Which brings us to another lesser known but still widely blogged about story.  A pastor that I have often enjoyed hearing preach through podcasts and the like, Mark Driscoll was caught in a “scandal.”   Driscoll is pastor of Mars Hill church in Seattle.  He is also a popular author and speaker somewhat controversial for his uncouth style and directness. (I personally appreciate his directness and willingness to tackle tough questions)   He went on a radio show back in November expecting to discuss his newest book.   While on the radio, the host accused Mark of plagiarism.  The blogosphere exploded when more accusations of plagiarism followed after the radio show.    Because of Mark’s bold stance against homosexuality, feminism, and biblical manhood, it seems like many came out of the woodwork to attack him.  After a month-long investigation into plagiarism by Tyndale House Publishing, they released a statement.   The initial accusation by the radio host was considered unfounded as Driscoll had properly cited in his book the source of his argument.   However, it was found that an internal publication for Mars Hill had mistakenly left out a citation in some sermon notes.   Mark also released a statement publicly apologizing for the mistake and promising to correct it.  In reality, the whole thing was blown way out of proportion.   I appreciated Mark’s willingness to own up to a mistake but this was not the big scandal that some were making it out to be.   Instead it looked to be as if some were once again looking for Driscoll to trip up and fall.

Both stories are slightly different with different lessons to learn.   In one, Driscoll did make a mistake.  I think his story serves as a warning that when Christians speak boldly upon anything, there will be plenty of others looking to take them down.   It means that Christians have to live above reproach.   We also like Driscoll  must be willing to own up to mistakes and work to correct them.  Christians are not perfect and nor will they be until Christ’s return.   Christians  need to be willing to accept apologies and to give grace especially over innocent mistakes. We need to be graceful to fellow Christians when they fall.  We also need to be willing to show that same grace and mercy to everyone around us.

The Duck Dynasty story goes to show that ultimately it is not the fact that Christians are imperfect that the culture finds offensive but it is the message of Christianity that they can not stand.   The world doesn’t need for someone to make mistakes to try to destroy them.  This culture is increasingly becoming offended by the Bible message.   While the verdict is out on whether Duck Dynasty will continue as a show with or without Phil, the time is coming and is here when anyone who speaks out about sin will be considered a bigot and hateful.   The world will be waiting like the Pharisees waited for Jesus to say something offensive.   Like Jesus, we must not be afraid to speak the uncouth and politically-incorrect truth.  In a culture where the only sin is to say that there is sin, the Christian message is going to be offensive.  Christians in America will have to learn to live with courage, speaking the truth in love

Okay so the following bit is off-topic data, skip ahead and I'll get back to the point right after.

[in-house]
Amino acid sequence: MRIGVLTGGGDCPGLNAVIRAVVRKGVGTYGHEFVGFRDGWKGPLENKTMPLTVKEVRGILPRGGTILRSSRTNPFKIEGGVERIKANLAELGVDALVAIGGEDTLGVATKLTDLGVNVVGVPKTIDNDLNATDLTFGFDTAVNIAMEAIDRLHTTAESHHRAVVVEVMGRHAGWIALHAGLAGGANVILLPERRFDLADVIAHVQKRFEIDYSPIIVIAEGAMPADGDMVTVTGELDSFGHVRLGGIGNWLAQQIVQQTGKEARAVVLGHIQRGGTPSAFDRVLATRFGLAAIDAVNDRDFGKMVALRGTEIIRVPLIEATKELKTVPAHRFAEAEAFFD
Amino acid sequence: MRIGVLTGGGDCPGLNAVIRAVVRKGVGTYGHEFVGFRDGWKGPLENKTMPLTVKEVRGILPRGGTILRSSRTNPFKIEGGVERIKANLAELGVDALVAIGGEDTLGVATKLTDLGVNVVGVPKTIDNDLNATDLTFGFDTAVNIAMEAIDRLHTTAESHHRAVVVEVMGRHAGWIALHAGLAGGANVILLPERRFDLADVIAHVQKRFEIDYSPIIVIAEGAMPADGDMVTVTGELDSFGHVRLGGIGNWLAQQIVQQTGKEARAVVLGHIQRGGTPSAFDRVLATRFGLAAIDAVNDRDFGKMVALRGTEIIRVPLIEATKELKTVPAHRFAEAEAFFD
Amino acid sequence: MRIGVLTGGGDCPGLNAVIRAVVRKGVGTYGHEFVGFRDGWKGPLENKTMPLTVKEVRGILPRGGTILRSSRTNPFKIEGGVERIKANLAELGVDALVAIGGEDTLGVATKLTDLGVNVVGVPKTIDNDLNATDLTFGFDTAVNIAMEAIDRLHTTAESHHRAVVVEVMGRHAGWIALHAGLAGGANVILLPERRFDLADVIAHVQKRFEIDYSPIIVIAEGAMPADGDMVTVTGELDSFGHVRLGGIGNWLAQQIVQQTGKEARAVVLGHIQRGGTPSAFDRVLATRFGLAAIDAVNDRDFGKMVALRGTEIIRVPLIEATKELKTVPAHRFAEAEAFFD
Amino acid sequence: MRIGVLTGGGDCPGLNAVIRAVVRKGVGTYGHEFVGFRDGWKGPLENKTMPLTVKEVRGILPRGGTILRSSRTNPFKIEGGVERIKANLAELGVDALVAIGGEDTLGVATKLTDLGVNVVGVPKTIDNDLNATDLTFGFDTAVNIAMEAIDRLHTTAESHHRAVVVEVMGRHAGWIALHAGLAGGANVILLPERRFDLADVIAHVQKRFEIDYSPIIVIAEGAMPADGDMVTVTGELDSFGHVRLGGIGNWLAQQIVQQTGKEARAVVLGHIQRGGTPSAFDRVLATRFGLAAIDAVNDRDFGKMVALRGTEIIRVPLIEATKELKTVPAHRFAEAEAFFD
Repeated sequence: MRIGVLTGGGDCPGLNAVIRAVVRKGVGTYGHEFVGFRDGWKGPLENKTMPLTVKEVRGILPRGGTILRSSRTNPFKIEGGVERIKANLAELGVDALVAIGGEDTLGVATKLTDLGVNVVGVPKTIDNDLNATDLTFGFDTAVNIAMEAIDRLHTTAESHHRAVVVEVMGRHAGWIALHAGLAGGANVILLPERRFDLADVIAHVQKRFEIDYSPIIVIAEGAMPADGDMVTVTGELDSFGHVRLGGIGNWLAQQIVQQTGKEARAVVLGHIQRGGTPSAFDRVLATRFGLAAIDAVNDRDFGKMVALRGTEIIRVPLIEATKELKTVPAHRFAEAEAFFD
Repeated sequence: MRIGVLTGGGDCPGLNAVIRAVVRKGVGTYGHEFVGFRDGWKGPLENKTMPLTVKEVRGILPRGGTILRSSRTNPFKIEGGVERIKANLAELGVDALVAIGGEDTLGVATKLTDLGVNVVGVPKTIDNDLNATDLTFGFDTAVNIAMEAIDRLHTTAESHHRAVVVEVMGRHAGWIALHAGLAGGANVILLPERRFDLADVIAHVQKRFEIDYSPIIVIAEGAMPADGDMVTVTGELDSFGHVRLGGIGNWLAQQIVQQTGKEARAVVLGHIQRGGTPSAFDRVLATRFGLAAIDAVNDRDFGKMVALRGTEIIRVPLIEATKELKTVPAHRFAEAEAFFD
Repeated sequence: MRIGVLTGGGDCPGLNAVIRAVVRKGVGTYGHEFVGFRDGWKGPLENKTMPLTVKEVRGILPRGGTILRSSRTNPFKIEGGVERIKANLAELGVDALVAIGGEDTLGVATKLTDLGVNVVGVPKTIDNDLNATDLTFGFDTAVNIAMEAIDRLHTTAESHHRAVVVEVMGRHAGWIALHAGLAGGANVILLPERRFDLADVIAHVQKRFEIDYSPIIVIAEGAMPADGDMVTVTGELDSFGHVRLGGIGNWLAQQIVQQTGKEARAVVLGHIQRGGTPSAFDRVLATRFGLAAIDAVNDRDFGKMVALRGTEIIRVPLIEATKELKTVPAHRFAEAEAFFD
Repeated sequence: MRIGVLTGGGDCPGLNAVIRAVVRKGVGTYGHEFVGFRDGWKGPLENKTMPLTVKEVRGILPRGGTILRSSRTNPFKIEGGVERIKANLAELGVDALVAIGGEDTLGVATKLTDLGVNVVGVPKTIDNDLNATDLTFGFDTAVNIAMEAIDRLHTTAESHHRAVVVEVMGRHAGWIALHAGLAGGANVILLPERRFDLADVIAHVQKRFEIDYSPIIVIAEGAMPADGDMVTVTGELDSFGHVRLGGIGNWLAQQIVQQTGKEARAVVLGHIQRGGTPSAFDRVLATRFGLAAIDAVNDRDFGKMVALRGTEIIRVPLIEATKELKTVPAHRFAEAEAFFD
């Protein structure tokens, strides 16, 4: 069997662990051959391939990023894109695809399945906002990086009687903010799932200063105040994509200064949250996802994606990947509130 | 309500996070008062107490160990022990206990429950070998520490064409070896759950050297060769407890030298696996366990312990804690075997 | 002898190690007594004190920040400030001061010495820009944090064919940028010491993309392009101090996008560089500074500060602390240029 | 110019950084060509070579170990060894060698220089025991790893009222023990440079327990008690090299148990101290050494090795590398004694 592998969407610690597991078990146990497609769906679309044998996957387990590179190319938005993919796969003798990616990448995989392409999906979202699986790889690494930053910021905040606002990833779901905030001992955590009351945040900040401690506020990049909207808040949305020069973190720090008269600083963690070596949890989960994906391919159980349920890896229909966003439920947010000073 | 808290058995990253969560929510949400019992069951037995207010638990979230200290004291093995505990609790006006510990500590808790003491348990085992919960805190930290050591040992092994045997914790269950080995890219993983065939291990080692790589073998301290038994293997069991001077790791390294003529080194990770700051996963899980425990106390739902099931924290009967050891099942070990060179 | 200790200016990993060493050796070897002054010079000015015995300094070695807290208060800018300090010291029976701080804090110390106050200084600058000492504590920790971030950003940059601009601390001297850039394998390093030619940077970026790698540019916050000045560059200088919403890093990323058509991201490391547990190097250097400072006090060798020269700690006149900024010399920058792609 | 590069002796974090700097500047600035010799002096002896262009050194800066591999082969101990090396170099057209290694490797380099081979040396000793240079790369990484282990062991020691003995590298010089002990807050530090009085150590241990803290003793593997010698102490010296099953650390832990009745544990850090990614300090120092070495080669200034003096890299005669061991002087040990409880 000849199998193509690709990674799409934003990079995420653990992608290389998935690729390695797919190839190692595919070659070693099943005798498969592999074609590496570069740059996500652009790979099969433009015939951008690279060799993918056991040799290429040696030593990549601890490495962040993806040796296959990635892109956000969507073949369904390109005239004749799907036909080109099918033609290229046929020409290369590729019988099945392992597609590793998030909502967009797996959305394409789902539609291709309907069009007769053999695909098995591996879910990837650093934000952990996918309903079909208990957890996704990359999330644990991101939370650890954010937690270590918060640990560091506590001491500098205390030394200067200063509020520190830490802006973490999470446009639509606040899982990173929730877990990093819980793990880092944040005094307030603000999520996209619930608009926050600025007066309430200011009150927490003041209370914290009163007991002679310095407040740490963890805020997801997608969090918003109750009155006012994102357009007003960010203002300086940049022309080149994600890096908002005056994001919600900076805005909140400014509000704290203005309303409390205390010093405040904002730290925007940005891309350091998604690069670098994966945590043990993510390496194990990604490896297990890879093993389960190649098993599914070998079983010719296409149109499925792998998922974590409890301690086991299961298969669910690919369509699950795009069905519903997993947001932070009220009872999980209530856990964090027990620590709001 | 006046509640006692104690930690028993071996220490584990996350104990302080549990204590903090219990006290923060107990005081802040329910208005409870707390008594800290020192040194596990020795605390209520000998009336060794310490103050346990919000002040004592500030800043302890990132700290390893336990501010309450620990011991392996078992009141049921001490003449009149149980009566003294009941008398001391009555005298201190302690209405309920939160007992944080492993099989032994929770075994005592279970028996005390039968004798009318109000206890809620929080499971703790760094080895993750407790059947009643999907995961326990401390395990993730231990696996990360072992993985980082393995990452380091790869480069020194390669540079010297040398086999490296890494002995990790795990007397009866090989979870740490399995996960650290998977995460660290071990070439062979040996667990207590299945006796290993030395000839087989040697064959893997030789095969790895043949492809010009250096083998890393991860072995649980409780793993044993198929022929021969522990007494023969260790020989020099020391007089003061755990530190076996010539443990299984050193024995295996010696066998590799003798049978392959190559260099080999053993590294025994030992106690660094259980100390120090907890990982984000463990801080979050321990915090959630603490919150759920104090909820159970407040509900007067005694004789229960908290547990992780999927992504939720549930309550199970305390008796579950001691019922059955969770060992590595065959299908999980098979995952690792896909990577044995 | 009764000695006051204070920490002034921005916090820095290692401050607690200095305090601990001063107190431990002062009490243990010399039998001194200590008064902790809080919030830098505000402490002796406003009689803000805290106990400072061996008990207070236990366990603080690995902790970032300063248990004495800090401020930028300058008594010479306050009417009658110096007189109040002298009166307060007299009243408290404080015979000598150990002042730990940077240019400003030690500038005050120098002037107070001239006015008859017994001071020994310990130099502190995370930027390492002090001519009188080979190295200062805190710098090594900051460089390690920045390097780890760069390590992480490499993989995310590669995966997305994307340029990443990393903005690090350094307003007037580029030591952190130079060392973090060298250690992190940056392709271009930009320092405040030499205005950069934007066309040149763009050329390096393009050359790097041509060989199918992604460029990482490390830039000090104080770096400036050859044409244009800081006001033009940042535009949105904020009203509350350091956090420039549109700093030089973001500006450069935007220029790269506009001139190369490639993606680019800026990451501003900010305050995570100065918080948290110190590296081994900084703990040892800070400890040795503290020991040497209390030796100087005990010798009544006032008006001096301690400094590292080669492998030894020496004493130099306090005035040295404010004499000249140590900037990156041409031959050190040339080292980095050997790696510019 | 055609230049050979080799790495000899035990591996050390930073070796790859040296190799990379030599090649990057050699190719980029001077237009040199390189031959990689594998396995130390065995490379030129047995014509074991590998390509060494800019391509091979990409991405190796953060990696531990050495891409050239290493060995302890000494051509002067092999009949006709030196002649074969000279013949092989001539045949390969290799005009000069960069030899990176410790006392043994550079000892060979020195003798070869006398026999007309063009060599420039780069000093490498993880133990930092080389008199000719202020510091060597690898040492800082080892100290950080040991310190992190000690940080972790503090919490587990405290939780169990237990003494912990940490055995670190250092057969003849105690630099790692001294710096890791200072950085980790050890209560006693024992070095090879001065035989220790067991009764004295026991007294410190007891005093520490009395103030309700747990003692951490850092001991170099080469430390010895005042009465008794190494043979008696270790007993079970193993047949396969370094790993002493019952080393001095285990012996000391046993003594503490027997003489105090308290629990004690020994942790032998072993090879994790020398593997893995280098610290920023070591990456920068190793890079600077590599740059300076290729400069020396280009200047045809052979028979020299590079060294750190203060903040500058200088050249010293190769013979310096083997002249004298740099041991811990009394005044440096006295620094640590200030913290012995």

Jesus, Philemon, and Illegal Immigration

OLYMPUS DIGITAL CAMERA  Yesterday evening Democrats in the U.S. Senate pushed through a budget bill to the disappointment of some Republicans.  The bill according to The Daily Caller included a loophole that would allow illegal immigrants to acquire welfare benefits. The bill also imposes cuts on retired military members’ pensions.   Sen. Jeff Session(Alabama Republican) along with other Republicans were unsuccessful in offering  amendments to the legislation that would have used money saved from closing the illegal immigrant welfare loophole to keep from cutting military retirees’ pay.   It seems to border on treasonous to put welfare benefits for illegal immigrants above keeping the promises made to people who have served this country honorably.  That said, this bill is just a microcosm of the larger illegal immigration debate.

How should Christians view the debate?  Should Christians be pushing for the current immigration reform bill going through congress that offers amnesty.    What does the Bible have to say in regard to this?   The Old Testament is filled with verses written to the people of Israel teaching them to treat immigrants well.  In Exodus 22:21 it says “You shall not wrong a sojourner or oppress him, for you were sojourners in the land of Egypt.”   Deut. 10:19 says “Love the sojourner, therefore, for you were sojourners in the land of Egypt.”  What does the word “Sojourner” and how does it apply to the current situation?

Jame Hoffmeier in his book “The Immigration Crisis: Immigrants, Aliens, and the Bible”  provides  an understanding of the word, Sojourner.  The word is used for “a person who entered Israel and followed legal procedures to obtain recognized standing as a resident alien.”    There actually is another Hebrew word used to refer to people who did not have legal recognition.  The bible would describe these people as “foreigners.”    Understanding the difference in terms will lead to a better understanding of what the Bible has to say.